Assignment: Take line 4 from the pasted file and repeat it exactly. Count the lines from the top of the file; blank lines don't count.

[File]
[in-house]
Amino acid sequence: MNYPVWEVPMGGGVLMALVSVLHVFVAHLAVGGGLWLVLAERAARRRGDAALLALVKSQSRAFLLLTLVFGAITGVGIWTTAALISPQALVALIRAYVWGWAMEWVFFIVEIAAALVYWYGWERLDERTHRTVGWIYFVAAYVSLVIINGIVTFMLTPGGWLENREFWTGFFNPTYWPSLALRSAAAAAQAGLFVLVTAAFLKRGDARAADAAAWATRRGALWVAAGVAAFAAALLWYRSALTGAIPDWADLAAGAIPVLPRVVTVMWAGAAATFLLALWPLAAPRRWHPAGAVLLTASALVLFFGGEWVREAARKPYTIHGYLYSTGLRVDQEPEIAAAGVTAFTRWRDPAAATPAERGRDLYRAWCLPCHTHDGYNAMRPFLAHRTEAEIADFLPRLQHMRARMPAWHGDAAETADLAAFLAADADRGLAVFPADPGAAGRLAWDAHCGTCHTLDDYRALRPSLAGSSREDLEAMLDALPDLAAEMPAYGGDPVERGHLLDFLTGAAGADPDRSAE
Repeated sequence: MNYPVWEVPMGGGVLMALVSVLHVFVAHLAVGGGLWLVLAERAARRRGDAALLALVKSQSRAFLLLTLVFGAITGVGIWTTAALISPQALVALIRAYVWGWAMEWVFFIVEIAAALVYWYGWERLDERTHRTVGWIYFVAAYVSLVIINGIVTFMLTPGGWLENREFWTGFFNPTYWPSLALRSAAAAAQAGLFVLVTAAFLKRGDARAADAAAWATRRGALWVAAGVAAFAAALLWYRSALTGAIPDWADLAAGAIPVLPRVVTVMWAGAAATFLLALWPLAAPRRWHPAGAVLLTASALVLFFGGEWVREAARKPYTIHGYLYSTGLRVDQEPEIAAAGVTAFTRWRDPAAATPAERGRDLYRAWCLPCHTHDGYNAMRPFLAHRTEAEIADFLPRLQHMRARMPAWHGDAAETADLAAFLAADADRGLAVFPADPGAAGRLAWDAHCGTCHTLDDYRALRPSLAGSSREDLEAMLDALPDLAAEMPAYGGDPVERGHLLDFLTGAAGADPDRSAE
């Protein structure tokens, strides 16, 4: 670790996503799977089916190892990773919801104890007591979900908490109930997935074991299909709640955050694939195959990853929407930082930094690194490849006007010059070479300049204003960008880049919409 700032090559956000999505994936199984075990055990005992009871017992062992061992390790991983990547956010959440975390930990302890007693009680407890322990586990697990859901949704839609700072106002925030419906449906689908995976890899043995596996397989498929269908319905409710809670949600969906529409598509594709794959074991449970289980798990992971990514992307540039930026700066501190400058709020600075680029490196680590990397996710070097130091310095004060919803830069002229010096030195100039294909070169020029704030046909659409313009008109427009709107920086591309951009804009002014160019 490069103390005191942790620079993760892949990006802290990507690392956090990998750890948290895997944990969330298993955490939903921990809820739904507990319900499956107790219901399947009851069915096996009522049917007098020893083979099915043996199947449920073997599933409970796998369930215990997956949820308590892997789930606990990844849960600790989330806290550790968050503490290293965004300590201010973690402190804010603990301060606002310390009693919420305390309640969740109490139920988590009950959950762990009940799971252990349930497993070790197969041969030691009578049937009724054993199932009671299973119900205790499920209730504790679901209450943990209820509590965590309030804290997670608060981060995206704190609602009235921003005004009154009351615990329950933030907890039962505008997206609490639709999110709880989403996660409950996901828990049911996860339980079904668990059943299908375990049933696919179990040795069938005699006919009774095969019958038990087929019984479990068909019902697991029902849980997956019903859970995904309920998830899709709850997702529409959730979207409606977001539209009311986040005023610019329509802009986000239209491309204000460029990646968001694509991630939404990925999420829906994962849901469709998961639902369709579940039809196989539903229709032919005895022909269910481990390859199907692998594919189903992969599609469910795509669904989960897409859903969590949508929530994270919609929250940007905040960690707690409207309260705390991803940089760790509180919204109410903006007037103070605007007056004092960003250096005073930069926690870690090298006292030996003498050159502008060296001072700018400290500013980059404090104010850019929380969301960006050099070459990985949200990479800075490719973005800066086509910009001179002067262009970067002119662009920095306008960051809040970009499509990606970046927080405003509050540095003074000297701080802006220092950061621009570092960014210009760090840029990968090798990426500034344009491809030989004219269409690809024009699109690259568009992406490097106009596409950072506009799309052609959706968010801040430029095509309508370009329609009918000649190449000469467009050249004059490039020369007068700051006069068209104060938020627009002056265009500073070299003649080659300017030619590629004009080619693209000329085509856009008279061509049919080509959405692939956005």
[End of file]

């Protein structure tokens, strides 16, 4: 670790996503799977089916190892990773919801104890007591979900908490109930997935074991299909709640955050694939195959990853929407930082930094690194490849006007010059070479300049204003960008880049919409 700032090559956000999505994936199984075990055990005992009871017992062992061992390790991983990547956010959440975390930990302890007693009680407890322990586990697990859901949704839609700072106002925030419906449906689908995976890899043995596996397989498929269908319905409710809670949600969906529409598509594709794959074991449970289980798990992971990514992307540039930026700066501190400058709020600075680029490196680590990397996710070097130091310095004060919803830069002229010096030195100039294909070169020029704030046909659409313009008109427009709107920086591309951009804009002014160019 490069103390005191942790620079993760892949990006802290990507690392956090990998750890948290895997944990969330298993955490939903921990809820739904507990319900499956107790219901399947009851069915096996009522049917007098020893083979099915043996199947449920073997599933409970796998369930215990997956949820308590892997789930606990990844849960600790989330806290550790968050503490290293965004300590201010973690402190804010603990301060606002310390009693919420305390309640969740109490139920988590009950959950762990009940799971252990349930497993070790197969041969030691009578049937009724054993199932009671299973119900205790499920209730504790679901209450943990209820509590965590309030804290997670608060981060995206704190609602009235921003005004009154009351615990329950933030907890039962505008997206609490639709999110709880989403996660409950996901828990049911996860339980079904668990059943299908375990049933696919179990040795069938005699006919009774095969019958038990087929019984479990068909019902697991029902849980997956019903859970995904309920998830899709709850997702529409959730979207409606977001539209009311986040005023610019329509802009986000239209491309204000460029990646968001694509991630939404990925999420829906994962849901469709998961639902369709579940039809196989539903229709032919005895022909269910481990390859199907692998594919189903992969599609469910795509669904989960897409859903969590949508929530994270919609929250940007905040960690707690409207309260705390991803940089760790509180919204109410903006007037103070605007007056004092960003250096005073930069926690870690090298006292030996003498050159502008060296001072700018400290500013980059404090104010850019929380969301960006050099070459990985949200990479800075490719973005800066086509910009001179002067262009970067002119662009920095306008960051809040970009499509990606970046927080405003509050540095003074000297701080802006220092950061621009570092960014210009760090840029990968090798990426500034344009491809030989004219269409690809024009699109690259568009992406490097106009596409950072506009799309052609959706968010801040430029095509309508370009329609009918000649190449000469467009050249004059490039020369007068700051006069068209104060938020627009002056265009500073070299003649080659300017030619590629004009080619693209000329085509856009008279061509049919080509959405692939956005």